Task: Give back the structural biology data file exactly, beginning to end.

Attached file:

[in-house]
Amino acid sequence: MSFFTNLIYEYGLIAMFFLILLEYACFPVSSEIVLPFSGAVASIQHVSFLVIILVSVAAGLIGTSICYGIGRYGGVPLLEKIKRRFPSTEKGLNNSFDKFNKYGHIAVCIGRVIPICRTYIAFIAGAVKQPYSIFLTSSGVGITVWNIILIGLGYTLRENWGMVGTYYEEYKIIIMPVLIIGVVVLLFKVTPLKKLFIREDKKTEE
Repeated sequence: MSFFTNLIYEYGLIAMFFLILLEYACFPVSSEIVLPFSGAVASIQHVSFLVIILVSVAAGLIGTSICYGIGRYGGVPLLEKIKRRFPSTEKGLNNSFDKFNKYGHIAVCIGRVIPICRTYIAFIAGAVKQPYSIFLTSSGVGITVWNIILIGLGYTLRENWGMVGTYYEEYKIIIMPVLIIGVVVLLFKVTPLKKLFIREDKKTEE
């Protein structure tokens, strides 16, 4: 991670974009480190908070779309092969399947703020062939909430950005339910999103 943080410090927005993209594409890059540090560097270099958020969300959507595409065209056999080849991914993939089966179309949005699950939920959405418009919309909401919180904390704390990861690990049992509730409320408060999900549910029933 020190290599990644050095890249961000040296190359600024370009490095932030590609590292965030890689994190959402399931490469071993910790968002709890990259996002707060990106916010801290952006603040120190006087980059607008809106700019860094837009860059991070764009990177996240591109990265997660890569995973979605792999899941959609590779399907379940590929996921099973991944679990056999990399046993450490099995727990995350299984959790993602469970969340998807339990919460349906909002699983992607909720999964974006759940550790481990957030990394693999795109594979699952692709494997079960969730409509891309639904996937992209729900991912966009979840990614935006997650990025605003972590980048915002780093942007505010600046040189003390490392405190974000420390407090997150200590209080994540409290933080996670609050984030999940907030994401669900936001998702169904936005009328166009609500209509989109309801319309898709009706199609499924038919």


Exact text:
[in-house]
Amino acid sequence: MSFFTNLIYEYGLIAMFFLILLEYACFPVSSEIVLPFSGAVASIQHVSFLVIILVSVAAGLIGTSICYGIGRYGGVPLLEKIKRRFPSTEKGLNNSFDKFNKYGHIAVCIGRVIPICRTYIAFIAGAVKQPYSIFLTSSGVGITVWNIILIGLGYTLRENWGMVGTYYEEYKIIIMPVLIIGVVVLLFKVTPLKKLFIREDKKTEE
Repeated sequence: MSFFTNLIYEYGLIAMFFLILLEYACFPVSSEIVLPFSGAVASIQHVSFLVIILVSVAAGLIGTSICYGIGRYGGVPLLEKIKRRFPSTEKGLNNSFDKFNKYGHIAVCIGRVIPICRTYIAFIAGAVKQPYSIFLTSSGVGITVWNIILIGLGYTLRENWGMVGTYYEEYKIIIMPVLIIGVVVLLFKVTPLKKLFIREDKKTEE
């Protein structure tokens, strides 16, 4: 991670974009480190908070779309092969399947703020062939909430950005339910999103 943080410090927005993209594409890059540090560097270099958020969300959507595409065209056999080849991914993939089966179309949005699950939920959405418009919309909401919180904390704390990861690990049992509730409320408060999900549910029933 020190290599990644050095890249961000040296190359600024370009490095932030590609590292965030890689994190959402399931490469071993910790968002709890990259996002707060990106916010801290952006603040120190006087980059607008809106700019860094837009860059991070764009990177996240591109990265997660890569995973979605792999899941959609590779399907379940590929996921099973991944679990056999990399046993450490099995727990995350299984959790993602469970969340998807339990919460349906909002699983992607909720999964974006759940550790481990957030990394693999795109594979699952692709494997079960969730409509891309639904996937992209729900991912966009979840990614935006997650990025605003972590980048915002780093942007505010600046040189003390490392405190974000420390407090997150200590209080994540409290933080996670609050984030999940907030994401669900936001998702169904936005009328166009609500209509989109309801319309898709009706199609499924038919």